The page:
In my new position as a manager in a retail floral dept. (this job has MANY differences to my previous one), I don't create as many events as before. However, becoming manager has opened many doors such as ordering which is my new favorite part! I find it a blast! Being able to pick out the gift items and products that I am to sell in my dept. is super fun! I then get to see what sells and what people like. It's like a game that I get to play against myself every day, challenging myself to find the best sellers that the customers will love. And of course, I find some goodies for myself along the way lol.
What is your least favorite part of the job?
My least favorite part would have to be customers view on
what they are buying. What I mean by that is a lot of customers can have
champagne wishes and caviar dreams, but because they're "just
flowers" tend to have budgets that do not align with what they are asking
for. I believe that here in the US, we are not viewed as artists like florists
are in other countries. (Or so I've heard) Flowers are not cheap. They are
flown in from all over the world and are a perishable product. They pass through
many hands to get to the customer. That all costs money. It's an ongoing
The industry is known for hard work and relatively low pay. What is your thoughts on that?
I wholeheartedly agree with this. Unfortunately, in this
industry, pay is usually low relative to the skill and years of experience that
a lot of us have, and benefits such as medical insurance and PTO can be
extremely hard to find. Stability can also be difficult to find. In an industry
that revolves around seasonal holidays, you could be hired one day, and let go
or have your hours cut the next once business slows down. I'm not sure much can
be done to improve this as owners would likely need to increase prices, which
would have a backlash as a lot of customers already aren't willing to pay what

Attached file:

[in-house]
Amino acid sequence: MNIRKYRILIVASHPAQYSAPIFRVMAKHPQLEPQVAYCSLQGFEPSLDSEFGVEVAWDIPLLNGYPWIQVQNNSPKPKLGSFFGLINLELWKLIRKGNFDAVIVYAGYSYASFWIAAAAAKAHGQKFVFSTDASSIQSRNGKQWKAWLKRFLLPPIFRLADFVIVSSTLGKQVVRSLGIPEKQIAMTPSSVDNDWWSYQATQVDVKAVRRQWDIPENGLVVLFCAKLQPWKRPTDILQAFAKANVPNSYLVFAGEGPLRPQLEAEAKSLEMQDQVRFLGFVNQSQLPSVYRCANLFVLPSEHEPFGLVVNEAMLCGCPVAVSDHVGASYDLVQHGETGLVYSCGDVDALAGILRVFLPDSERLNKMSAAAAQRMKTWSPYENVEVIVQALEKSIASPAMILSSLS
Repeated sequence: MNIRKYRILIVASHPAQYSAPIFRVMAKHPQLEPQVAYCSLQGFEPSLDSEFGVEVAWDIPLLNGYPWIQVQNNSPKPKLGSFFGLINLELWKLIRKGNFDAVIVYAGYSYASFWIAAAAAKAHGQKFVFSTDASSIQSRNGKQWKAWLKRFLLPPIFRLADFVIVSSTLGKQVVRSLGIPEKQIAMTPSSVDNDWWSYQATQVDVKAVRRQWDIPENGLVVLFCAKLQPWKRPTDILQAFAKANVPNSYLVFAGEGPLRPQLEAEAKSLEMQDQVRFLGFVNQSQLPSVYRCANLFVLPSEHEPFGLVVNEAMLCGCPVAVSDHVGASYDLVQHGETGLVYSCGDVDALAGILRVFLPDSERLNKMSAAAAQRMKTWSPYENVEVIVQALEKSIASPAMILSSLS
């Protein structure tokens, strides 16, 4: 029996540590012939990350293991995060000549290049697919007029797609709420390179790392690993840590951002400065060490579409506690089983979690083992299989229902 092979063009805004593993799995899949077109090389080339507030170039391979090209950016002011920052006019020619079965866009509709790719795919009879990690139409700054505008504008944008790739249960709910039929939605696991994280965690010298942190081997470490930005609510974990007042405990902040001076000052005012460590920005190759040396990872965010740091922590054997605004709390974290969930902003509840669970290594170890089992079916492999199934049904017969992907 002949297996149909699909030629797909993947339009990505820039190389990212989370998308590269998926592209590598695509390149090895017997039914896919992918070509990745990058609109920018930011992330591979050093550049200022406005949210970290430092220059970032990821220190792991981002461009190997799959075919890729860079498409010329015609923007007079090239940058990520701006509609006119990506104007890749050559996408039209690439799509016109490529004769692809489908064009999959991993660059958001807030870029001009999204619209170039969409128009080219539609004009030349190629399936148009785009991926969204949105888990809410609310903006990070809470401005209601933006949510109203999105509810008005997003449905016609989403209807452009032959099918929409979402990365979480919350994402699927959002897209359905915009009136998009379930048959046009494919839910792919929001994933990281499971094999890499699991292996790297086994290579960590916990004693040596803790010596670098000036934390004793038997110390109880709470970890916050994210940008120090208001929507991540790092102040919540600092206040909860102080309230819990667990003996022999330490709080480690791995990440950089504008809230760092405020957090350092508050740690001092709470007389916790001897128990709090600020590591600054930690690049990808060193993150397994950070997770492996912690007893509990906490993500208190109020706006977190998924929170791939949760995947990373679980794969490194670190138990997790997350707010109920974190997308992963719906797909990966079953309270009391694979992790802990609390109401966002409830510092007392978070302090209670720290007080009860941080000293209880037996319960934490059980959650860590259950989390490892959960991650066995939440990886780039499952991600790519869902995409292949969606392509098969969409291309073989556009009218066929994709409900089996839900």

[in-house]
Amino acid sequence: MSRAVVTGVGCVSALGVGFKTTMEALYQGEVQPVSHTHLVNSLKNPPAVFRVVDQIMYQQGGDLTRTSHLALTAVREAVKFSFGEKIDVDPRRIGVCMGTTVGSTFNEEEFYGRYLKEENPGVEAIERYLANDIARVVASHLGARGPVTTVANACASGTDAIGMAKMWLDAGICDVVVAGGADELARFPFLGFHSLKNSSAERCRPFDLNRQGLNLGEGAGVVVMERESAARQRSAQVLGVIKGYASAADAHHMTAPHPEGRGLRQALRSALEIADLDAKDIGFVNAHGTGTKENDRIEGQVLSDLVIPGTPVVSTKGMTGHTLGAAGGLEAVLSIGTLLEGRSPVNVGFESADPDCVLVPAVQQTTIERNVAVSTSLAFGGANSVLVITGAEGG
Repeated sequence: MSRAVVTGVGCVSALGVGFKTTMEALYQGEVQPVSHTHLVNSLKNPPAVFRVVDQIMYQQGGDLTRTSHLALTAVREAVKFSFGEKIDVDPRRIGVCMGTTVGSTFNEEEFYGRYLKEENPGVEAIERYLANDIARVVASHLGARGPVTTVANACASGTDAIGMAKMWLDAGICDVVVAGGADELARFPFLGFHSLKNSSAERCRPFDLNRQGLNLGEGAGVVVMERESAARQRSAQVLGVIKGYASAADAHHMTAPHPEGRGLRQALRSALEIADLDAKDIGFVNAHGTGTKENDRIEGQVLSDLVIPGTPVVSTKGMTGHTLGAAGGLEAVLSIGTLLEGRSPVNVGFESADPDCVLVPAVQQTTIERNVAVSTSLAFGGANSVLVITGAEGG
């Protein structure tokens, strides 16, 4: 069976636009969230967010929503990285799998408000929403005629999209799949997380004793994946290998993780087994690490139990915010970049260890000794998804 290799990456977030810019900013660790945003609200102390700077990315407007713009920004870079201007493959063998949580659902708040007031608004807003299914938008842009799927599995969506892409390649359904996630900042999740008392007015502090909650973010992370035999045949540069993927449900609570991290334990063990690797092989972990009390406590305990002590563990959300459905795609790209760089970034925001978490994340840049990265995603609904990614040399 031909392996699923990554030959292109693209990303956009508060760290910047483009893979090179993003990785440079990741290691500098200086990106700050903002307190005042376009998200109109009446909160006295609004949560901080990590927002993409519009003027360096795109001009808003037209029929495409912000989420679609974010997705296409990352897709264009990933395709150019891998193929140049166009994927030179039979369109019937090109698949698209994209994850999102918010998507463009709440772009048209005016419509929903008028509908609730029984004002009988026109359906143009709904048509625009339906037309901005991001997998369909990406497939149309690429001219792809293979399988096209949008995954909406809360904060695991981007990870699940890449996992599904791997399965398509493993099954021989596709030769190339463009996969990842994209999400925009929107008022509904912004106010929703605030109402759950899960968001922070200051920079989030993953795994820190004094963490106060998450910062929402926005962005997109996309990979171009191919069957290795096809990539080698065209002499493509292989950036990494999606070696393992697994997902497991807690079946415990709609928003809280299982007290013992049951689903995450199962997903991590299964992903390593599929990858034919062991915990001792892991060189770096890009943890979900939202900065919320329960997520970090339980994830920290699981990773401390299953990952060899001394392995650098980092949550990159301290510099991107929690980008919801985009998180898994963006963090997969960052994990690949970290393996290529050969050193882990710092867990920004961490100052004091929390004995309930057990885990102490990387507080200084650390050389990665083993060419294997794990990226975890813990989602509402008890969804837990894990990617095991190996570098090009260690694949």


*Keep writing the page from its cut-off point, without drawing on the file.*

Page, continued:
it would cost. The entire industry needs an overhaul.
If there was one thing you could change about working in the industry, what would that be?
I think I would change the floral design school aspect. There
are many schools and programs that promise being able to design right out of
the gate and that is simply not true. The school that I partook in (and
granted, I went in with a decent amount of experience already...) taught mostly
the "principles of design" and the art theory behind design; Things
that you could read out of a textbook. Granted this info can be useful in
floral design, but I believe the program leaned too heavily on the aspects. The
best place to learn is IN a flower shop under an experienced designer. They
also focused far too heavily on the showcasing of design, things that would only
work in a flower show aspect, not the consumer world.
What are your hopes for the future of your career?
I have 2 end goals.
1. In my current position in the supermarket world,
my hope is that one day I can ascend the ladder and become the overall floral
buyer for the entire chain. This is by far the safer and secure option and
appeals to my more analytical side. I would have to evaluate sales of multiple
stores and react accordingly. I would oversee all vendors and gift lines that
we would carry.
2. On the other hand, my creative side would love one day to own my own shop. This is far riskier and more difficult to accomplish, especially right now when the industry is so unstable. I haven't given up hope, however. Perhaps one day I can make my vision a reality!